Up until 2007, the same oil furnace that heated the house also handled heating our hot water. That year, we took our first major leap in our home’s renewable energy retrofit by installing two solar collectors on our roof’s south-facing side for heating our water. The collectors are Apricus brand, and each consists of 22 evacuated tubes. The collectors absorb the sun’s energy to heat a fluid circulating in a pipe that connects through our roof to an 80-gallon Stiebel Eltron hot water storage tank. The fluid circulates down to the heating coils in the tank, which resides in our basement.

jon
6/5/2015 2:25:07 PM

I also live in Maine and just a little south of where our story writer lives. I am also retired but younger. I would not spend this kind of money just to satisfy my desire to be carbon free, which is an academia word not a realistic word. All the things he did were great and certainly prove that it can be done. Most of the population in Maine either could not afford to do this or would not have the land or lack of ordinances that would allow this complete a makeover. The point that he makes that are most important and most everyone can do are the following: R60 with basement rim insulation sealing all air leaks with help of professionals installing a mini split system or two to more than half the oil consumption plus provide a more pleasant summer. Heat pump water heater which will allow furnace to be shut down except in the worst weather. Attention to maintenance of furnace and other components to ensure optimum operation. This can all be done under $20k and would have the greatest payback. The Prius is a good idea if you can afford it, but its only $440 better a year than the Corolla for a significant uptick in car payments.


jwlncat
6/5/2015 12:04:13 PM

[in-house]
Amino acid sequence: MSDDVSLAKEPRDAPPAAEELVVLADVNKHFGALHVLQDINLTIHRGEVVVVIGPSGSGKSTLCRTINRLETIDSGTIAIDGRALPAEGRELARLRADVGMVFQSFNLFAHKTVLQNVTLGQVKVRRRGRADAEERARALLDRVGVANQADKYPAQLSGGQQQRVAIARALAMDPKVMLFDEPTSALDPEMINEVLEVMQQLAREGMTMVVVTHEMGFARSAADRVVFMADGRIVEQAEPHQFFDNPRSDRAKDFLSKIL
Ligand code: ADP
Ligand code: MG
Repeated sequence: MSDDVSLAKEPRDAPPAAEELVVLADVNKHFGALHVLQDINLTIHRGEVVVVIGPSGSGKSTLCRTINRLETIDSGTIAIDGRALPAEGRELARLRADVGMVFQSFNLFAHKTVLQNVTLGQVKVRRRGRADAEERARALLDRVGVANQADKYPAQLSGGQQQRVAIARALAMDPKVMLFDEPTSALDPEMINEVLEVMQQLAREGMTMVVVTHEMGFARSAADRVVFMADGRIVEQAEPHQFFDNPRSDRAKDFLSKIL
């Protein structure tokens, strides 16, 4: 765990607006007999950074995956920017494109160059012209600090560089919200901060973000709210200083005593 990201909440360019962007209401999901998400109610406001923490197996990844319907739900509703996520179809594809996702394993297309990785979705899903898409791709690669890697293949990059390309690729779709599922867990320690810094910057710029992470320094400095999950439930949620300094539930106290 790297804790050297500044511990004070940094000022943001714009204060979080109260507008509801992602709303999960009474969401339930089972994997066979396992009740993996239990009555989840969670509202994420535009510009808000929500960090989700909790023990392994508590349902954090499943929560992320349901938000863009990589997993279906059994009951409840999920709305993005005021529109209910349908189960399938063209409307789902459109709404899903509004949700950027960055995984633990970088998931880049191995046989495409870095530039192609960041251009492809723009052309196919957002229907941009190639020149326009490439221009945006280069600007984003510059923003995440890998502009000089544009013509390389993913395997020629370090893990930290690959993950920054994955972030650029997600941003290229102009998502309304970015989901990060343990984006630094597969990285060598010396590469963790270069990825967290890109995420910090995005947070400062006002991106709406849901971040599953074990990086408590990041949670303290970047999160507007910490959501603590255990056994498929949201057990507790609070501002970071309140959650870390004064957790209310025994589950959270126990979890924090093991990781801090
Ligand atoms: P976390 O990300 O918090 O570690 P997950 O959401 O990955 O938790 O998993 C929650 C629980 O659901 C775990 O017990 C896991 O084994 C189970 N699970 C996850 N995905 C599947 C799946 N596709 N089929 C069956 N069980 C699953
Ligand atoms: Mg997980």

Great story! I really enjoyed the article in Mother Earth on line about your journey. We had gone thru a similar journey. We bought and installed a wind generator on our farm in Kansas in 1981. This 3.7KW Unit, when it was working, powered most of our electric needs to a 6000 SF berm house and outbuidings. We were always making repairs. Our unit was grid tied and no batteries. We sold the farm and moved to Florida in the early '90's. Our home today is a modified double wide mobile home on near 5 acres. We bought a bank repo in 1999 near Lake Okeechobee. We have 4000 SF under Air. We have our own well and water filtration system. We are 'all electric'. We added on a large attached garage(with the metal roof facing due south), front porch, back porch, and large screen room. We went thru the home and additions and sealed and insulated as much as possible. We first installed a demand tank less water heater that we bought on eBay. We built and installed a homemade passive solar water heater from '76 Mother earth plans. We then added 100 LED and CFL bulbs to the home and outbuilding plus a total of 22 ceiling fans and 15 each power strips. Later we added another passive solar water heater for a total of 160 gallons. We always used a cloths line to dry most of the cloths. In 2009 we bought and installed a 5K solar array on Earth day. Over the years we bought and installed more 'solar systems' until today we have a 14.6K array that is grid tied. Our Electricity provider does not pay us for our excess so we began in 2010 to add battery powered items. In 2010 we had our 2007 Prius retrofit with a 'plug.in' system from A123. We do most of our local travel in the 'battery car' now. We added a battery powered lawn mower, and most Energy Star appliances. We had the house painted with Ceramic Paint, upgraded the 5 ton 'all in one' electric furnace A/C to a 16 seer air heat pump and installed more efficient windows. We raise a 20 x 60 garden (two crops a year), chickens, fish and lots of citrus trees. We have been 'net zero' since 2013. I'm still working but plan to retire in just over a year. Oh yes and that includes a small 'lap pool' on the screened porch with a .... of course a solar water heater.